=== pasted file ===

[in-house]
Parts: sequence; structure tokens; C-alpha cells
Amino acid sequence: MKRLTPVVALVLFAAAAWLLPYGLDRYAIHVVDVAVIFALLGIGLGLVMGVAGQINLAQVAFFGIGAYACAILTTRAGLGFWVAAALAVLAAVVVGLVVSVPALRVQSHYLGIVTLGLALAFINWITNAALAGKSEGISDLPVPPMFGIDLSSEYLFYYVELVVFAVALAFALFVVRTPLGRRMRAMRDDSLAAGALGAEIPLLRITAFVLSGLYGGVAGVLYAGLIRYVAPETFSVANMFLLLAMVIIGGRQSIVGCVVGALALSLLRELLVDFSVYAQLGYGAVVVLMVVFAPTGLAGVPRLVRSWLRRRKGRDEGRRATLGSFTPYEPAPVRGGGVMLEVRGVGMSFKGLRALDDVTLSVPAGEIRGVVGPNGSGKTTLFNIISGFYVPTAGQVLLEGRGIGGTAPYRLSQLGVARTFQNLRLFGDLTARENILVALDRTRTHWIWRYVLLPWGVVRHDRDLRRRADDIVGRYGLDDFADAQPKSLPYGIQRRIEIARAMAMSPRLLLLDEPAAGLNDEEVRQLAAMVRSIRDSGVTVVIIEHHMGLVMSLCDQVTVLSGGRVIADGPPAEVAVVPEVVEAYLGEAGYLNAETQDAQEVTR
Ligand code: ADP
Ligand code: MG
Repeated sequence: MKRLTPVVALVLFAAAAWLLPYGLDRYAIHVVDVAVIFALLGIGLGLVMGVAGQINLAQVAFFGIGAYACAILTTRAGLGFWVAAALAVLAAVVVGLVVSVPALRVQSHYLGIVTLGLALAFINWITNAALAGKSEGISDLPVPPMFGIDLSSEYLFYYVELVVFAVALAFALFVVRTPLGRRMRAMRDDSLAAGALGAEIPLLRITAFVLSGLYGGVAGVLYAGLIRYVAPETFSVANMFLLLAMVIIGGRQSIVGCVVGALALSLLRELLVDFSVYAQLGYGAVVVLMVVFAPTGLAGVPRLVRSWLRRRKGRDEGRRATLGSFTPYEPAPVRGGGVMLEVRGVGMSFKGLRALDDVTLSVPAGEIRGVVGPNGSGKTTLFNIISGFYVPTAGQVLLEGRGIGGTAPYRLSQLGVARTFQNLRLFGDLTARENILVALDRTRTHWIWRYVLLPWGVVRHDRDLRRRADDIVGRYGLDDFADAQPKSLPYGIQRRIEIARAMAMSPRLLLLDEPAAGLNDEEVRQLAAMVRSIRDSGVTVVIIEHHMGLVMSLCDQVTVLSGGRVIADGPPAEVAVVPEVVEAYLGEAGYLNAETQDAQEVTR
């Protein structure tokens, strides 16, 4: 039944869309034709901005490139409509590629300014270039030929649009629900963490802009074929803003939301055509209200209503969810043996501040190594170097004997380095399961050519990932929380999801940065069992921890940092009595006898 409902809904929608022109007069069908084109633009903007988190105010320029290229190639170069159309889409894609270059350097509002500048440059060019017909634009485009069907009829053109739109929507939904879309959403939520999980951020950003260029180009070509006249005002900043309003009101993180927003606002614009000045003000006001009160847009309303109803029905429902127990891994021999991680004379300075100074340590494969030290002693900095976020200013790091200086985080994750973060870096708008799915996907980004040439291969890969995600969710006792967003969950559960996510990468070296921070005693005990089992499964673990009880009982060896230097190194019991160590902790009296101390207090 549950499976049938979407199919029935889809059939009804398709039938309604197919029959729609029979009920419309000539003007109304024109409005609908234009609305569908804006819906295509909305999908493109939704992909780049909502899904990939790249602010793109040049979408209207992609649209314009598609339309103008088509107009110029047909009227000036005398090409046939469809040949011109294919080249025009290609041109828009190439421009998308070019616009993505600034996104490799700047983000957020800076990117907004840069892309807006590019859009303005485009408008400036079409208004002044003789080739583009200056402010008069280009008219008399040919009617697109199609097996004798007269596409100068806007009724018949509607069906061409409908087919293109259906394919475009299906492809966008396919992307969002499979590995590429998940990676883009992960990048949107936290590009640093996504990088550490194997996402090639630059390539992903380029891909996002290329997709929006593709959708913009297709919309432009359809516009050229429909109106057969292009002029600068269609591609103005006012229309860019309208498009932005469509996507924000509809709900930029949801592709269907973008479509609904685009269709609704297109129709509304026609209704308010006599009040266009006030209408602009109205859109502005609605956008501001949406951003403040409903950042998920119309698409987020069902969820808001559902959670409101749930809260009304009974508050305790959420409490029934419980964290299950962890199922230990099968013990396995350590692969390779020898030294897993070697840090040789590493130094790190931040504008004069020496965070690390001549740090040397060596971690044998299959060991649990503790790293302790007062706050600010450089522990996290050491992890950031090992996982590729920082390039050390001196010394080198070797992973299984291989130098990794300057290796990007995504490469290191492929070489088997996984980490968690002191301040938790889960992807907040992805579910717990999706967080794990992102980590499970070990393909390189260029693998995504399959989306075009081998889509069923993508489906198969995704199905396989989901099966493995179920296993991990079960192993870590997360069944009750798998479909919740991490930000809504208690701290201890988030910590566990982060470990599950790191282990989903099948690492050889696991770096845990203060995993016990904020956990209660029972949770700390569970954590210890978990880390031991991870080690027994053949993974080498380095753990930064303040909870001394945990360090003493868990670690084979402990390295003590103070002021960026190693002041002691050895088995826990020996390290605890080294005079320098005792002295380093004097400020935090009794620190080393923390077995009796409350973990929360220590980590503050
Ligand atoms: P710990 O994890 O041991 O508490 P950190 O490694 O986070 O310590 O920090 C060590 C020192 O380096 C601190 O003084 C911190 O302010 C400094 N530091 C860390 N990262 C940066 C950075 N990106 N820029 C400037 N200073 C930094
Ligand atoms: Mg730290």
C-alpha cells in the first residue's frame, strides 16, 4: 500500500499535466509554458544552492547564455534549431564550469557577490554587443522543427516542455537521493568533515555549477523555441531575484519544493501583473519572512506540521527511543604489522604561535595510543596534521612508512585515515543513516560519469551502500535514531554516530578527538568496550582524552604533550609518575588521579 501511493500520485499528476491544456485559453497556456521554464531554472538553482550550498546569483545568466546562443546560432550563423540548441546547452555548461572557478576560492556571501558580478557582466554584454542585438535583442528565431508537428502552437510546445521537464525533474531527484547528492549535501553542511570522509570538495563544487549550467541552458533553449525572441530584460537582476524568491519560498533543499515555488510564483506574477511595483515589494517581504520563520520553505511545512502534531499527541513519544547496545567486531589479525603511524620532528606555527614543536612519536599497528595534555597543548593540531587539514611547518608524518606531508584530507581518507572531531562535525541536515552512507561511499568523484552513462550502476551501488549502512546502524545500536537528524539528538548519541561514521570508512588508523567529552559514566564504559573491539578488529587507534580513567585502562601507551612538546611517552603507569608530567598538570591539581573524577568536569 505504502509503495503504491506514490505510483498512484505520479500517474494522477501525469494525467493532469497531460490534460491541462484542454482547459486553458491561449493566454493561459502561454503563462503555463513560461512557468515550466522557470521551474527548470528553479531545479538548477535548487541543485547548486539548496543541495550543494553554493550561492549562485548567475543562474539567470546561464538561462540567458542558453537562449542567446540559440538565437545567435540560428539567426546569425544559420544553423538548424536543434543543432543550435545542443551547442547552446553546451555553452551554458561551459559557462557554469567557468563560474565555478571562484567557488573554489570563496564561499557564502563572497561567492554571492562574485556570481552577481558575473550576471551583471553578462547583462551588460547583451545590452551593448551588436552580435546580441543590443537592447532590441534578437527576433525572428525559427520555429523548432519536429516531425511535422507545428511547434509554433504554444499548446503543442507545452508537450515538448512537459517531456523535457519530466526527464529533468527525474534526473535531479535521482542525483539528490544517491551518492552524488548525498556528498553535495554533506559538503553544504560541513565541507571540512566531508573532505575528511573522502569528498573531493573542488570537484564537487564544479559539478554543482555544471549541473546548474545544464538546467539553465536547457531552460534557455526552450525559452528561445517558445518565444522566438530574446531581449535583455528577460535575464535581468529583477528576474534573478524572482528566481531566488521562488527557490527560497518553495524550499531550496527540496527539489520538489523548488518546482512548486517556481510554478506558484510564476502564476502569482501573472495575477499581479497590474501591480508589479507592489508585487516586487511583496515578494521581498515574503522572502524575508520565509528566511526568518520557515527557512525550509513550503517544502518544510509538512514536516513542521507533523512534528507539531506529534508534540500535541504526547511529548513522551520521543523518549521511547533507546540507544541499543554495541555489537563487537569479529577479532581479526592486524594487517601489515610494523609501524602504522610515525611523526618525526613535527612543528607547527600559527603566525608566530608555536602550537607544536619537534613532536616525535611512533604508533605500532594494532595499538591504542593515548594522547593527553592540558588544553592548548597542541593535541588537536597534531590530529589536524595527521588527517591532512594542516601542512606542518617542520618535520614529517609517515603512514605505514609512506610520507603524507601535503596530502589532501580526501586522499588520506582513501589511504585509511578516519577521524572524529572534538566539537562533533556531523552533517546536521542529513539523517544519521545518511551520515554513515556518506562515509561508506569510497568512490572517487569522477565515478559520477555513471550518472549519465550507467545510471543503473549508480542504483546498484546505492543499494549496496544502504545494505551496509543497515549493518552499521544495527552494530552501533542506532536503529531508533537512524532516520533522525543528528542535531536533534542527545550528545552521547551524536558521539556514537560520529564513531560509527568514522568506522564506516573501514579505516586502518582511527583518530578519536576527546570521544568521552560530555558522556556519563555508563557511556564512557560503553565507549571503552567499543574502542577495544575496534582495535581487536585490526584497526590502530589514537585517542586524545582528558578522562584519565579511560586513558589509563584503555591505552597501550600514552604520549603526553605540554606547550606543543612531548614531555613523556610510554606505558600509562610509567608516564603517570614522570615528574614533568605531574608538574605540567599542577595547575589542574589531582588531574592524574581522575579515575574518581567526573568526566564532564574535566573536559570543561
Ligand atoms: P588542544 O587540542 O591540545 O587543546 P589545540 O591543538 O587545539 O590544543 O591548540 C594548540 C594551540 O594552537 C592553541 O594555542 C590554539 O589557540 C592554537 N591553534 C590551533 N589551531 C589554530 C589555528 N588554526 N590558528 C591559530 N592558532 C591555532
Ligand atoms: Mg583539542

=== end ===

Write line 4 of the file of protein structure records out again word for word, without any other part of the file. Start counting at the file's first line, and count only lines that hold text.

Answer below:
Ligand code: ADP